I came up, I suppose, a fairly traditional way. I went to art college. I always wanted to be a stills photographer, really, when I was younger, and I briefly worked as a stills photographer.
When I left art college, I was a still photographer for a year.
I'd done a big movie that I wasn't happy with, and I was moving out of London when I got approached about Barton Fink, because my agent said the brothers were in London. We hit it off immediately, and suddenly I found myself on the way to America!
I did a few documentaries as co-director and cameraman. I started off shooting a film about the war in Rhodesia. Then I did a film about an 'around the world' yacht race with a friend, and we spent nine months on a yacht. The film was about how people get on in confined spaces under extreme stress.
The biggest challenge of any cinematographer is making the imagery fit together of a piece: that the whole film has a unity to it, and actually, that a shot doesn't stand out.
People confuse 'pretty' with good cinematography.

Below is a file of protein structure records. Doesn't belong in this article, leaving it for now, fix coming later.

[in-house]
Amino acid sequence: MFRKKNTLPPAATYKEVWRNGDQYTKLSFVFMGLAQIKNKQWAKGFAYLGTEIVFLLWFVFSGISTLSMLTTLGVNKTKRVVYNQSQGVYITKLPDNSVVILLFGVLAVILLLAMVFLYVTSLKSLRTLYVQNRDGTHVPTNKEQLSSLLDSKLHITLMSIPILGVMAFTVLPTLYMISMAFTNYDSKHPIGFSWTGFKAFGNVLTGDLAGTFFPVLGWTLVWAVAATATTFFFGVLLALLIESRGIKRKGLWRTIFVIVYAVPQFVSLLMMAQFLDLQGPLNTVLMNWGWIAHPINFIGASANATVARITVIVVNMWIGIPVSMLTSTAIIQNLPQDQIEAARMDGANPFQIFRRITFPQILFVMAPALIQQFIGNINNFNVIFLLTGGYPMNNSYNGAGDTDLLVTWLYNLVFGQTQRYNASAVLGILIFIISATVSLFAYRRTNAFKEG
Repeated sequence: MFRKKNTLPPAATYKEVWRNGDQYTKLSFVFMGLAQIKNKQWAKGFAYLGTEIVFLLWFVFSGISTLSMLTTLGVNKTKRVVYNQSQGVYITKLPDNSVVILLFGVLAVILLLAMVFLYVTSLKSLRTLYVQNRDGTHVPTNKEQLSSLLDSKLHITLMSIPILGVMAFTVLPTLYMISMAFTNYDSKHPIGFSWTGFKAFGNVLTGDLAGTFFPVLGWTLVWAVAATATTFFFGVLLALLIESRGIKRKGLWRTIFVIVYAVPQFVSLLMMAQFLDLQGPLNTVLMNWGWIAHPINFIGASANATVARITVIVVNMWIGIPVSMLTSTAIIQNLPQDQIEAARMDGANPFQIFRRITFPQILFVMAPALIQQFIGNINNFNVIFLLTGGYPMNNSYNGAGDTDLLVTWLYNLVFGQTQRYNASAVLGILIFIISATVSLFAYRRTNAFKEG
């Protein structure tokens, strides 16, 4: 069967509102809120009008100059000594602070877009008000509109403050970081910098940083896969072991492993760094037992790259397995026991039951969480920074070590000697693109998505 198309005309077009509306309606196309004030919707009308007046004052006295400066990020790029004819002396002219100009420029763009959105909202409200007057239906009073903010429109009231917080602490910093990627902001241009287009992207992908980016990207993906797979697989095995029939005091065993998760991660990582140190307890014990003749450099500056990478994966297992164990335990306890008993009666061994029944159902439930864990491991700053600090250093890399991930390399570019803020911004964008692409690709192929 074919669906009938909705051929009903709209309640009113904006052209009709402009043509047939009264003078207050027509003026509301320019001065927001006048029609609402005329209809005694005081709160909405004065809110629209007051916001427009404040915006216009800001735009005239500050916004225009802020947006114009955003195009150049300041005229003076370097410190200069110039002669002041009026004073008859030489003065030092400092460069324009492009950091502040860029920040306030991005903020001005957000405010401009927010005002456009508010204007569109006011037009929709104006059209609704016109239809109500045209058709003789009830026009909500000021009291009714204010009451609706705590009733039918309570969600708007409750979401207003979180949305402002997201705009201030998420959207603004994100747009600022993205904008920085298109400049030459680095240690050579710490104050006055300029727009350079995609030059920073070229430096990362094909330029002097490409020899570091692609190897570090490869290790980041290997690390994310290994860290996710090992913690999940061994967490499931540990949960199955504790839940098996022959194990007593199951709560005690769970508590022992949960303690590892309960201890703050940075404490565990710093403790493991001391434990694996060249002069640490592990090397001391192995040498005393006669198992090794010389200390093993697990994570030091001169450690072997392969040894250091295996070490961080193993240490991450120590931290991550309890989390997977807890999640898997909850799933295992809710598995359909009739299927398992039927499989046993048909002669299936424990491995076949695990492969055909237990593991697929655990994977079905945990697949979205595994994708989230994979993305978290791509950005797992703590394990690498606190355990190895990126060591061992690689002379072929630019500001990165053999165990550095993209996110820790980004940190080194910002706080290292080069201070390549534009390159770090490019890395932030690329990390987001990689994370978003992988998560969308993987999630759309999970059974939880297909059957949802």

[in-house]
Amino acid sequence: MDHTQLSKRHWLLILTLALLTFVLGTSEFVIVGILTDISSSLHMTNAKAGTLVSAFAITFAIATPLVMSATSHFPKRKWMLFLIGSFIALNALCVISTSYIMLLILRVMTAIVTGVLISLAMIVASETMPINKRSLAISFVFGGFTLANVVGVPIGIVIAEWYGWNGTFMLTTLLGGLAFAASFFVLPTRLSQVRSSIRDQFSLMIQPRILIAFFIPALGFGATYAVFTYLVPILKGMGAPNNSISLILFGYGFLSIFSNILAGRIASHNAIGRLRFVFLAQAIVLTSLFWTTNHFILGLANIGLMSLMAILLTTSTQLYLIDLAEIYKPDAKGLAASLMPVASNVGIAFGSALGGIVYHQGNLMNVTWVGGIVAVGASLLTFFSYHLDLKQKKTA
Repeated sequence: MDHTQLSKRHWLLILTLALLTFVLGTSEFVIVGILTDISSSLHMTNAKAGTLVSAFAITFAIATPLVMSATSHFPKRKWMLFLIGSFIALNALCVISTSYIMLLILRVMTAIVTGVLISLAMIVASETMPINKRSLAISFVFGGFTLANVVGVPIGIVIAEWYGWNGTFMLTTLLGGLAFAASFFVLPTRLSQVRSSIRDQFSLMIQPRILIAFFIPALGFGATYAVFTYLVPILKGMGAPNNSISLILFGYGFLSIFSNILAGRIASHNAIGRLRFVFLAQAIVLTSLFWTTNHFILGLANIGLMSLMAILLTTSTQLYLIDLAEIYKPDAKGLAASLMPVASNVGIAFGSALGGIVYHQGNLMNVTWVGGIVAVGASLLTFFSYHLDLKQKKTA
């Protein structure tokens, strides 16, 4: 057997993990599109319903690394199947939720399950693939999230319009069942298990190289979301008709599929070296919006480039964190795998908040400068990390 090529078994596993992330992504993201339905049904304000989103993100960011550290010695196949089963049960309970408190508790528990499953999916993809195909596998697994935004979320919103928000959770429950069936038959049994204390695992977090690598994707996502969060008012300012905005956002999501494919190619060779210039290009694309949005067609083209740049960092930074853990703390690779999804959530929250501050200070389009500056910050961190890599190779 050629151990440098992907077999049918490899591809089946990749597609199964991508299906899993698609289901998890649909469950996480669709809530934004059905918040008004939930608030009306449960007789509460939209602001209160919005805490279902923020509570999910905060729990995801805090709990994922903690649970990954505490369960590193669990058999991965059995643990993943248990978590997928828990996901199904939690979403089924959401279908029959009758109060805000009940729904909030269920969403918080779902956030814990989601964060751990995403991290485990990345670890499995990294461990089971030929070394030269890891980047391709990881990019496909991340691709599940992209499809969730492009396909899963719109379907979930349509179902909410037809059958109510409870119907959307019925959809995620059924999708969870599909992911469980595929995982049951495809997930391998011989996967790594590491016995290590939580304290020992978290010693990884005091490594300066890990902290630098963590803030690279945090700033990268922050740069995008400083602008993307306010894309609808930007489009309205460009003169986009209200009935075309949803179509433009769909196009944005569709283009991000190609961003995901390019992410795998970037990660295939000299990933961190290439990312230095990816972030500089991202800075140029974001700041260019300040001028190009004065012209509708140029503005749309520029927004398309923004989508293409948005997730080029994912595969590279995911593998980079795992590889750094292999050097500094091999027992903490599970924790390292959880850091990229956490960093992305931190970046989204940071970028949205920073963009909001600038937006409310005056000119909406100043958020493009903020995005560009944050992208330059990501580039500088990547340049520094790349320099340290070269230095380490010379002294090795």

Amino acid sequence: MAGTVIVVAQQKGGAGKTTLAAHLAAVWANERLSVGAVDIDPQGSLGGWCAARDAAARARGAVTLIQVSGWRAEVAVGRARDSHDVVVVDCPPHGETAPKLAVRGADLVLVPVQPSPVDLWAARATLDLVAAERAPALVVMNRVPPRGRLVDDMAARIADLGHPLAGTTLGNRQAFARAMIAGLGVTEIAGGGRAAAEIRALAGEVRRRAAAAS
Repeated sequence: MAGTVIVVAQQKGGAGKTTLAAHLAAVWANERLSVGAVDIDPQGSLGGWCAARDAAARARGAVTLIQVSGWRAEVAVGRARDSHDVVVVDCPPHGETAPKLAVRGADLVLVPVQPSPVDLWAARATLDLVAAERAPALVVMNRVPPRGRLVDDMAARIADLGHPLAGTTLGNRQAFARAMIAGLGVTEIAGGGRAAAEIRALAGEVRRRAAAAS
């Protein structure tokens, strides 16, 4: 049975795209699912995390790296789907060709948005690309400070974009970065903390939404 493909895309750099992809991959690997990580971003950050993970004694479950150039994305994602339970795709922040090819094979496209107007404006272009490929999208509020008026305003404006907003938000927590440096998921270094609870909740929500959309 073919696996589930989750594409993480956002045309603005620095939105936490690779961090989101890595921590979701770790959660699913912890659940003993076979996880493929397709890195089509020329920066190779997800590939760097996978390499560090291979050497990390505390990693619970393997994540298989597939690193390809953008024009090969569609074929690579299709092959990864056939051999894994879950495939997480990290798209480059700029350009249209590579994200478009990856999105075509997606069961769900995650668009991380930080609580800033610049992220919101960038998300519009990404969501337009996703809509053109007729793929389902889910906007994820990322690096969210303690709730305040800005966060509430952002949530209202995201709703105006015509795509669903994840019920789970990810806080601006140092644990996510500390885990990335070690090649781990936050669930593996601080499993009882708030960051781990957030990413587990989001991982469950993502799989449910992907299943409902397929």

I don't really believe in the mystery of cinematography - what happens in the camera is what the cinematographers create and all that nonsense - I want the director to see what I'm trying to do.
I shot film with the Coen brothers on 'Hail, Caesar!' That's fine. I'm sentimental about film; I've shot film for forty years or something.
If I bring anything to the Coen Brothers' films, it's my ability to change tack and create a different mood from film to film.
If you shoot with a billion cameras, then there's no perspective. You want to use one shot at a time, so it's better to discover what that is before you shoot, rather than trying to make something in the cutting room, and then it just becomes generic.
The little town I was brought up in, I'd go to the film society to these very extreme sorts of films that you wouldn't normally see in the movie houses. But I never dreamed that I would get into the position to be shooting movies equivalent to the ones I loved as a kid.
I love everything that Cormac McCarthy has written.
There's nothing worse than an ostentatious shot. Or some lighting that draws attention to itself, and you might go, 'Oh, wow, that's spectacular.' Or that spectacular shot, a big crane move, or something.
What's seemingly a simple thing can actually be the hardest to achieve.
There are some sequences in films that I think work filmicly, that stand out to me, but that's much more to do with the staging and the cutting and the mood of the thing as a sequence, the way everything comes together.